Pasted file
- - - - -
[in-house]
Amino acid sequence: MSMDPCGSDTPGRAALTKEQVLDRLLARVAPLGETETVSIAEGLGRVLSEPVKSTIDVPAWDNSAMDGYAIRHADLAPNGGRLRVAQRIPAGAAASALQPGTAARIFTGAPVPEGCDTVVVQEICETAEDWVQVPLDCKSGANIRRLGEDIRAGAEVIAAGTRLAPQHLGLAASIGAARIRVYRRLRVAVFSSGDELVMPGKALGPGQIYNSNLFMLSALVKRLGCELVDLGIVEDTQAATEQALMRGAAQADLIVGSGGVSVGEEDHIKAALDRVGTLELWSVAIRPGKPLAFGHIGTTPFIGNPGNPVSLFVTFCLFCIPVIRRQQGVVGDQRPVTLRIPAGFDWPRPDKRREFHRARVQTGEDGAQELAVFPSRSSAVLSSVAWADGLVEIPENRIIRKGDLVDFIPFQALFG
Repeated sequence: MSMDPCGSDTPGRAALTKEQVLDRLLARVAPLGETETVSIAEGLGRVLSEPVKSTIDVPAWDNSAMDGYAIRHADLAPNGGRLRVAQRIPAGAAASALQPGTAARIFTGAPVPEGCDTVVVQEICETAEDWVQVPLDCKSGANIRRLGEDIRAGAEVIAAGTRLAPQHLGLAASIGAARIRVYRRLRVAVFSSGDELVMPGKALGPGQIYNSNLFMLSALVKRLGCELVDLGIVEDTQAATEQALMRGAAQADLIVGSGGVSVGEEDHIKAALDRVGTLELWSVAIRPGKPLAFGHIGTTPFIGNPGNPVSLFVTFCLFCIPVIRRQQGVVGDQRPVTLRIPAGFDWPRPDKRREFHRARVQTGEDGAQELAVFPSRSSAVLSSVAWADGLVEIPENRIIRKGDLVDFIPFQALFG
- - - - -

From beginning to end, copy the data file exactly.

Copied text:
[in-house]
Amino acid sequence: MSMDPCGSDTPGRAALTKEQVLDRLLARVAPLGETETVSIAEGLGRVLSEPVKSTIDVPAWDNSAMDGYAIRHADLAPNGGRLRVAQRIPAGAAASALQPGTAARIFTGAPVPEGCDTVVVQEICETAEDWVQVPLDCKSGANIRRLGEDIRAGAEVIAAGTRLAPQHLGLAASIGAARIRVYRRLRVAVFSSGDELVMPGKALGPGQIYNSNLFMLSALVKRLGCELVDLGIVEDTQAATEQALMRGAAQADLIVGSGGVSVGEEDHIKAALDRVGTLELWSVAIRPGKPLAFGHIGTTPFIGNPGNPVSLFVTFCLFCIPVIRRQQGVVGDQRPVTLRIPAGFDWPRPDKRREFHRARVQTGEDGAQELAVFPSRSSAVLSSVAWADGLVEIPENRIIRKGDLVDFIPFQALFG
Repeated sequence: MSMDPCGSDTPGRAALTKEQVLDRLLARVAPLGETETVSIAEGLGRVLSEPVKSTIDVPAWDNSAMDGYAIRHADLAPNGGRLRVAQRIPAGAAASALQPGTAARIFTGAPVPEGCDTVVVQEICETAEDWVQVPLDCKSGANIRRLGEDIRAGAEVIAAGTRLAPQHLGLAASIGAARIRVYRRLRVAVFSSGDELVMPGKALGPGQIYNSNLFMLSALVKRLGCELVDLGIVEDTQAATEQALMRGAAQADLIVGSGGVSVGEEDHIKAALDRVGTLELWSVAIRPGKPLAFGHIGTTPFIGNPGNPVSLFVTFCLFCIPVIRRQQGVVGDQRPVTLRIPAGFDWPRPDKRREFHRARVQTGEDGAQELAVFPSRSSAVLSSVAWADGLVEIPENRIIRKGDLVDFIPFQALFG